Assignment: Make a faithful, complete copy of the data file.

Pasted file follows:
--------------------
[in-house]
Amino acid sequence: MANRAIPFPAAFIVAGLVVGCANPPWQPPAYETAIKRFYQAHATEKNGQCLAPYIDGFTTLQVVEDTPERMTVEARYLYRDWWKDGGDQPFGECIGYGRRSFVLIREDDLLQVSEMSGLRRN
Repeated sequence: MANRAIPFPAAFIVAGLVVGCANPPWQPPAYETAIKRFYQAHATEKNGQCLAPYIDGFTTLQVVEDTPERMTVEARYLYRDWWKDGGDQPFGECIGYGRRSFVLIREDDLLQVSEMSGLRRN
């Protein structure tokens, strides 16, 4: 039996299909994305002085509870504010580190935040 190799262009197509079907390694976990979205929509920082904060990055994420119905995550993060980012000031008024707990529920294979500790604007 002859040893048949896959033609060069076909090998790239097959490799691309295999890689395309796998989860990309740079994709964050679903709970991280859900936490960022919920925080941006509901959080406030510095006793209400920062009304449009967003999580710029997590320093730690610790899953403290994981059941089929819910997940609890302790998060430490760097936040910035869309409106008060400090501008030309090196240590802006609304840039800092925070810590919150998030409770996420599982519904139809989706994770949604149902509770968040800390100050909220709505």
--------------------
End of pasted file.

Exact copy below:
[in-house]
Amino acid sequence: MANRAIPFPAAFIVAGLVVGCANPPWQPPAYETAIKRFYQAHATEKNGQCLAPYIDGFTTLQVVEDTPERMTVEARYLYRDWWKDGGDQPFGECIGYGRRSFVLIREDDLLQVSEMSGLRRN
Repeated sequence: MANRAIPFPAAFIVAGLVVGCANPPWQPPAYETAIKRFYQAHATEKNGQCLAPYIDGFTTLQVVEDTPERMTVEARYLYRDWWKDGGDQPFGECIGYGRRSFVLIREDDLLQVSEMSGLRRN
């Protein structure tokens, strides 16, 4: 039996299909994305002085509870504010580190935040 190799262009197509079907390694976990979205929509920082904060990055994420119905995550993060980012000031008024707990529920294979500790604007 002859040893048949896959033609060069076909090998790239097959490799691309295999890689395309796998989860990309740079994709964050679903709970991280859900936490960022919920925080941006509901959080406030510095006793209400920062009304449009967003999580710029997590320093730690610790899953403290994981059941089929819910997940609890302790998060430490760097936040910035869309409106008060400090501008030309090196240590802006609304840039800092925070810590919150998030409770996420599982519904139809989706994770949604149902509770968040800390100050909220709505």